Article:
Well, don’t fret – this post covers all the possible ways you can access a student loan.

Look at the Possibility of Going to School without a Student Loan

A student loan is NOT free money, but a loan you’ll be required to pay after you graduate—and with an interest of course. So if there’s remotely a chance that you can still foot your school fees and your upkeep without relying on loans, then go for it.

For US based students, you have the option to access Pell Grant through FAFSA. Read this bearing in mind that grants don’t require you to pay back.

Also try looking at the possibility of securing a scholarship or securing a part time job to help you out.

Lastly, you might want to settle for a school with the lowest tuition fee. Do this and some time in future when your friends and family will be struggling with repaying their student loans, you’ll be looking back and thanking yourself for the decision you made.

But if you really must take a loan, here are a number of ways to apply for them:

Applying for a Private Student or Federal Loan

The application process to follow will vary depending on the type of student loan you wish to apply

Application Process for Federal Student Loan

To apply for a federal loan, you have to start by filling out the Free Application for Student Aid (FASFA) form. This form can be downloaded at Once filled, the form should be sent back to FASFA for evaluation.

Here’s a number of things to keep in mind while filling out the form:

  • Filling the form is absolutely free. You’ll NOT be charged for downloading and submitting the form.
  • You’ll be required to complete a FASFA form every year you apply for a loan.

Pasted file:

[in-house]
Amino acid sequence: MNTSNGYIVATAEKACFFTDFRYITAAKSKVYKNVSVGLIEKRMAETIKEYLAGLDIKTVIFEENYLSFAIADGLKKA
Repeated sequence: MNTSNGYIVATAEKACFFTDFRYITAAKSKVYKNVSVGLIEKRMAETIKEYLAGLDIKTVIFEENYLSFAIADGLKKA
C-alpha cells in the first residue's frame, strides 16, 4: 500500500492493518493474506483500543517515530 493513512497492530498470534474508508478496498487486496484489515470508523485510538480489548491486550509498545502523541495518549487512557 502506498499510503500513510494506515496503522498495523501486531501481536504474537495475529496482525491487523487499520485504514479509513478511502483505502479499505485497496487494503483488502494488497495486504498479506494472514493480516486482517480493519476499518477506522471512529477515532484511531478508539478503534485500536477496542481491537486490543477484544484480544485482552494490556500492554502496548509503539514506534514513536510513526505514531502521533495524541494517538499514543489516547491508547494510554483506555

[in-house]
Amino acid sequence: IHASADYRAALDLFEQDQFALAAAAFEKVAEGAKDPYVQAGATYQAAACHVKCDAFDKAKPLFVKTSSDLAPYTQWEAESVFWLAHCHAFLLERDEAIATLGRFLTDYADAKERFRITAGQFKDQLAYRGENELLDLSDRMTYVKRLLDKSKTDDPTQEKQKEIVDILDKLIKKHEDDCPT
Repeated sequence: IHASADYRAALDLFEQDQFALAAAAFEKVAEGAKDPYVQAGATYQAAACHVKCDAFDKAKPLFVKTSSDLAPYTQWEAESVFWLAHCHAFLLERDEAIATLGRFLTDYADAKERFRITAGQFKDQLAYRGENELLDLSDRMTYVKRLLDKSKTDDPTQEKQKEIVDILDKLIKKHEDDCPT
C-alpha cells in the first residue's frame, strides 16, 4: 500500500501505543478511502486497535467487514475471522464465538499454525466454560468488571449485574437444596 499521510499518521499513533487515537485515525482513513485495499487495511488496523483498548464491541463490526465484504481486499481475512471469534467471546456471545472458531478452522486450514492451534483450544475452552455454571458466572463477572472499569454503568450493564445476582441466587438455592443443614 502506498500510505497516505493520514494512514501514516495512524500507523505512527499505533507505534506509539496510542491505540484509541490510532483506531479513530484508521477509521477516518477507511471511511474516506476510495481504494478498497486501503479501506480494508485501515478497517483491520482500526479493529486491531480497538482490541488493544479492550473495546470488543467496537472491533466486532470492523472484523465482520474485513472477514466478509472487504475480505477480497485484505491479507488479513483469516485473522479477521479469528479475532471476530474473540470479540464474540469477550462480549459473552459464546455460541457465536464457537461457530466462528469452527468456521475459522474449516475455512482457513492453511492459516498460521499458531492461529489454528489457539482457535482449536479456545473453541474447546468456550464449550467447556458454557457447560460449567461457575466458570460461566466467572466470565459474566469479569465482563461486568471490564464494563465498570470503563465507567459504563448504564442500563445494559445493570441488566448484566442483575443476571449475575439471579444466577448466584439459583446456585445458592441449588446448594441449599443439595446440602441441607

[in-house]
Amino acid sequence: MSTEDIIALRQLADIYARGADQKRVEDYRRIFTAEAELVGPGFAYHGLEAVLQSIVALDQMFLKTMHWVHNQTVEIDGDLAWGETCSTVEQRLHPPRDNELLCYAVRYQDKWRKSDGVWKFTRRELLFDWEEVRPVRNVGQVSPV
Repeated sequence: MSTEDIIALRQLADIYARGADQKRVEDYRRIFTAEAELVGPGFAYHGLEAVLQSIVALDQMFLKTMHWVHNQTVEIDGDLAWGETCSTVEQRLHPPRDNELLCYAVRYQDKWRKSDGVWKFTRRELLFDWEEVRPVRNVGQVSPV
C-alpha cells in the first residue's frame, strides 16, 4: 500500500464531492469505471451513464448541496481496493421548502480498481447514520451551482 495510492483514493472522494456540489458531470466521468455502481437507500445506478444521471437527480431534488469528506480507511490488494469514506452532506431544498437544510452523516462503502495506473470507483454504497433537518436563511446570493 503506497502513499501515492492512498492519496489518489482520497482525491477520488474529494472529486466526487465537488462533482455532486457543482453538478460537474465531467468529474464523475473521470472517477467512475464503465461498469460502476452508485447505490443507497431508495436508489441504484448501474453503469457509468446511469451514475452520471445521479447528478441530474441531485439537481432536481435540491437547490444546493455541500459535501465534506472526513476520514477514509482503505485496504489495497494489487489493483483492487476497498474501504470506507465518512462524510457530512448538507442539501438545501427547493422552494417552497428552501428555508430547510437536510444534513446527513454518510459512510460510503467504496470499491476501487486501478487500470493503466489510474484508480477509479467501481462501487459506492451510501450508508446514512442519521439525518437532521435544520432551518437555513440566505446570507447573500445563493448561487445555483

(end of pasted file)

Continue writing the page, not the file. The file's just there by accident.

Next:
• Make a point to get the form as early as possible (starting from October 1st) to increase the chances of getting the loan.

Application Process for a Private Student Loan

Private student loans are mostly offered by banks, financial institutions, or a Mammoth Investor. Which is to say, you’ll be applying for it directly to the lender.

Instructions on how to apply for the loan:

  • Start by visiting the bank’s site and learn more about the loan. Check out for their interest rates, their repayment options and the highlighted benefits associated with the loan.
  • If satisfied, go ahead and fill out the application form. The instruction to follow should be provided on site, so no need to worry on how to go about it.

You’ll also be required to choose a repayment option that best suits you and the type of interest you’re most comfortable with.

  • You may be asked to include a cosigner. Don’t hesitate to add one as this increases your chances of being awarded the loan.
  • Lastly, the lender will go ahead and check your credit score and later on getting back to you with the decision they’d have made.

Getting a loan shouldn’t be that much of a tough task. If anything, there exist several avenues to access one. So if one fails, just knuckle up and check out for the next available option.

Posted on

50 Top Ranked Colleges That Pay Off the Least